In fact, in the years 1995-1998, the King was more of a figure-head whom his subjects knew was around in the beautiful gilded palace by the river, to help glue together the tortuous country wracked by unbelievable traumas. But the masses drew comfort from his mere presence and loved and revered him.

Sihanouk was very much a francophone and an artist, an avid film-maker and composer whose movies and songs were tributes to his turbulent land and his beloved Monineath. The Court reflected his sophisticated European taste and manners.

Posing for posterity with the Cambodian Royals.
Late in 1995, President Ramos and First Lady Ming Ramos made a state visit to Phnom Penh at the last leg of a swing of Asean countries.  I was consulted by Sihanouk’s staff on the menu for the state dinner to be catered by the French restaurant, “L’Amboise,” of the Hotel Cambodiana, at that time the top hotel there.

The Cambodiana manager and I agreed on the dinner fare. Pretty soon, however, the Palace was calling. The King had checked out the menu I had selected and thought that it was too sparse---he wanted FVR’s party to have the best. He himself added one or two more items for the dinner fare and made sure the French wine was “impeccable,” as the French would say.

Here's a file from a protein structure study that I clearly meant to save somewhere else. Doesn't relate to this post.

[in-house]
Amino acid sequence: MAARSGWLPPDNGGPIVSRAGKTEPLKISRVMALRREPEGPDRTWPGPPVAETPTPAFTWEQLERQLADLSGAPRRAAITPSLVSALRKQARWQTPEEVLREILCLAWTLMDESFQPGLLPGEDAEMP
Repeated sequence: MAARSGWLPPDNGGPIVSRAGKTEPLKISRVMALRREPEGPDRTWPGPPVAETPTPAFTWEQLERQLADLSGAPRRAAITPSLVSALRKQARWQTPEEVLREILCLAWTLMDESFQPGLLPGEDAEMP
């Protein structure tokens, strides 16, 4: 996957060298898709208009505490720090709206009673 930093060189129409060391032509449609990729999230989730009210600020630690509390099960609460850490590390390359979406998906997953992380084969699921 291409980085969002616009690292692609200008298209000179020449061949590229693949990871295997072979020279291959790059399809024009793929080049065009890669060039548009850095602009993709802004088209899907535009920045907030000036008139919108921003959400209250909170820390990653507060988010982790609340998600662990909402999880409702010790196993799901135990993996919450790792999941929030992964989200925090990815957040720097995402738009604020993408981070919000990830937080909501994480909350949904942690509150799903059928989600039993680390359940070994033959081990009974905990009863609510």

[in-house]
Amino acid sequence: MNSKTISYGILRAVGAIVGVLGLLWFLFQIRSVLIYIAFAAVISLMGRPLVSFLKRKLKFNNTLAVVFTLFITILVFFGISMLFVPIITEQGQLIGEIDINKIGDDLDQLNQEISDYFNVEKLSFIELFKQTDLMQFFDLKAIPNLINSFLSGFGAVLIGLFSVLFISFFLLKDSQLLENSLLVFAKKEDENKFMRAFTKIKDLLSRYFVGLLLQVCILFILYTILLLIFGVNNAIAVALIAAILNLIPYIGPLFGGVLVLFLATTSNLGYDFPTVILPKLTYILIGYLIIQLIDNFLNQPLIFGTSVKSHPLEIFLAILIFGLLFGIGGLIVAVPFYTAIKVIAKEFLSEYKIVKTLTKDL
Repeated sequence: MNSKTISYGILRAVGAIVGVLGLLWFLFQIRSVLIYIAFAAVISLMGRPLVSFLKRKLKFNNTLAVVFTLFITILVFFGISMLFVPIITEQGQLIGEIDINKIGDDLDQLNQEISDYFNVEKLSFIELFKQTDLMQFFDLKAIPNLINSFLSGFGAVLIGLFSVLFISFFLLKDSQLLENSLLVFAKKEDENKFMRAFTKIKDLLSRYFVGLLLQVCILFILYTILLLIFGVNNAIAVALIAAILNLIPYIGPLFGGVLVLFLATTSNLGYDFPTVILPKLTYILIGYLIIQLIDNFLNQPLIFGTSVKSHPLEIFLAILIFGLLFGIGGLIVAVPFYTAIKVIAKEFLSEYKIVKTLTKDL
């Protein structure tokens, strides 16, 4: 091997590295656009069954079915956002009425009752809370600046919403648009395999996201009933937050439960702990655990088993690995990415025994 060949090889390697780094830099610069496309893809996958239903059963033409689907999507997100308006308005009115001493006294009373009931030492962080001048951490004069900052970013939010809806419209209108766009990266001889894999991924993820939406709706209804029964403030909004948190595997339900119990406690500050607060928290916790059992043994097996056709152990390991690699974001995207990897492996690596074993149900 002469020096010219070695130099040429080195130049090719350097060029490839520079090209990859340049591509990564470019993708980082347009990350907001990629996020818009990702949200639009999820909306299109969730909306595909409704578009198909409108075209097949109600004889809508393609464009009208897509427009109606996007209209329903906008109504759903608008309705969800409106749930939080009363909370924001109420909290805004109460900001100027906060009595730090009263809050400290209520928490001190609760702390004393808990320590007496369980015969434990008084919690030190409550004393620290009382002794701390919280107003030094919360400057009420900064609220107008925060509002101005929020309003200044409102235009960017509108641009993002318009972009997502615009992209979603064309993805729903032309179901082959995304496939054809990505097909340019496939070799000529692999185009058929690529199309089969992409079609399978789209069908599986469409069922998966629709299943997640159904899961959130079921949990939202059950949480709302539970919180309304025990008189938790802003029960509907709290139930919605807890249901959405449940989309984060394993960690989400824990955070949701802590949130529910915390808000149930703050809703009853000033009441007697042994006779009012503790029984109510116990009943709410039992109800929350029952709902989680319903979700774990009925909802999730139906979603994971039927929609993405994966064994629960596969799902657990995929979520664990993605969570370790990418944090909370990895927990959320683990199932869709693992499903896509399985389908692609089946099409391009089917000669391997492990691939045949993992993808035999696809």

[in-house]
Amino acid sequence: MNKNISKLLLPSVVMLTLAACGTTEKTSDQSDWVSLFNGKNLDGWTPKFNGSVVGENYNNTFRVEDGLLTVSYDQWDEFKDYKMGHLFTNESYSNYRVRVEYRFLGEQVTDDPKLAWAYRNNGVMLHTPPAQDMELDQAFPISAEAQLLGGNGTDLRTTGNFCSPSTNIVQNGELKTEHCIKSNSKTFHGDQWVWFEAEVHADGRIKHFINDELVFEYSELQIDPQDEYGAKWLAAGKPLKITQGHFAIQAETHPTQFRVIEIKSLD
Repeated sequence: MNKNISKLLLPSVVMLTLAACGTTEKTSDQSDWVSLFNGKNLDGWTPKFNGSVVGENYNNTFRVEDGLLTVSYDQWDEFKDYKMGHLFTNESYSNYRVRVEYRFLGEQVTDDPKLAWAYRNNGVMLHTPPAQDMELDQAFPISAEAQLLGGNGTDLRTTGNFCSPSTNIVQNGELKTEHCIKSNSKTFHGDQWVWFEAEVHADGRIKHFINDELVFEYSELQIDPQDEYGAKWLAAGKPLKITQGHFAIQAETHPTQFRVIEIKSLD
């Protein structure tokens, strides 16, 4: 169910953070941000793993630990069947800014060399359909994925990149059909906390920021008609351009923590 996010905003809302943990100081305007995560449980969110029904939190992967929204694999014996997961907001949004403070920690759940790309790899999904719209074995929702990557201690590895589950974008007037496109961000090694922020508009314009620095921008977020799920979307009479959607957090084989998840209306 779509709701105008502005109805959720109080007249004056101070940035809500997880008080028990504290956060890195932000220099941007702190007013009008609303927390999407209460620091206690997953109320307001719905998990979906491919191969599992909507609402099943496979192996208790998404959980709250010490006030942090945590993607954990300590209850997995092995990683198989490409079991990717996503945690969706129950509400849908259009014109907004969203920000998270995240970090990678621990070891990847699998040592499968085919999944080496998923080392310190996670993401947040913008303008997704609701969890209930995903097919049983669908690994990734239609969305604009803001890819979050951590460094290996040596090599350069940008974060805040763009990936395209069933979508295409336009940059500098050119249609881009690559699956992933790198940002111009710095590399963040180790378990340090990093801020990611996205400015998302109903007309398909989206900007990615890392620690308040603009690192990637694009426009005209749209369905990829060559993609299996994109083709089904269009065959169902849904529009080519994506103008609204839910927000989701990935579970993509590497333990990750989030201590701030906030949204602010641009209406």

When the Ramos party landed in Phnom Penh, Foreign Secretary Domingo “Jun” Siazon whispered to me right away, “Alam ko na kung ano ang kakainin ko mamayang gabi sa palasyo.” He had read of our preparations for the state visit in my Manila column the day before; but of course, he didn’t know that King Sihanouk had personally supervised the menu.

It was a small hospitality gesture on the part of the King toward the Philippine President. But it also reflected his punctiliousness, which manifested itself in little things, e.g., photos the Palace would dutifully send to guests who called on him would each bear his neat signature in one corner that simply said "Norodom."

Palace dinners hosted by Sihanouk and Monineath were always scintillating; and even from the far end of the Palace dinner table one could hear him laughing at something---alternating from French to English in his conversations.

When we got to Cambodia it was very much still steeped in French tradition and ambience, having been part of what was once French Indochina, and I gladly soaked in it. During my visits to Phnom Penh, I would commission an elderly "Sihanoukiste" lady to come twice a week for conversations in French which she would lace with goings-on and high-society gossip around Phnom Penh. It was most interesting.

Thanks to Mme. Sanna's patience my French then (my UP elective language  which I tried to ameliorate later at Alliance Francaise in Manila) improved a bit and I would dare talk to some diplomats in their language. Sihanouk once overheard us at the dinner table and told everyone that “Madame ambassadrice speaks French very well.”  It was flattery at its most gracious.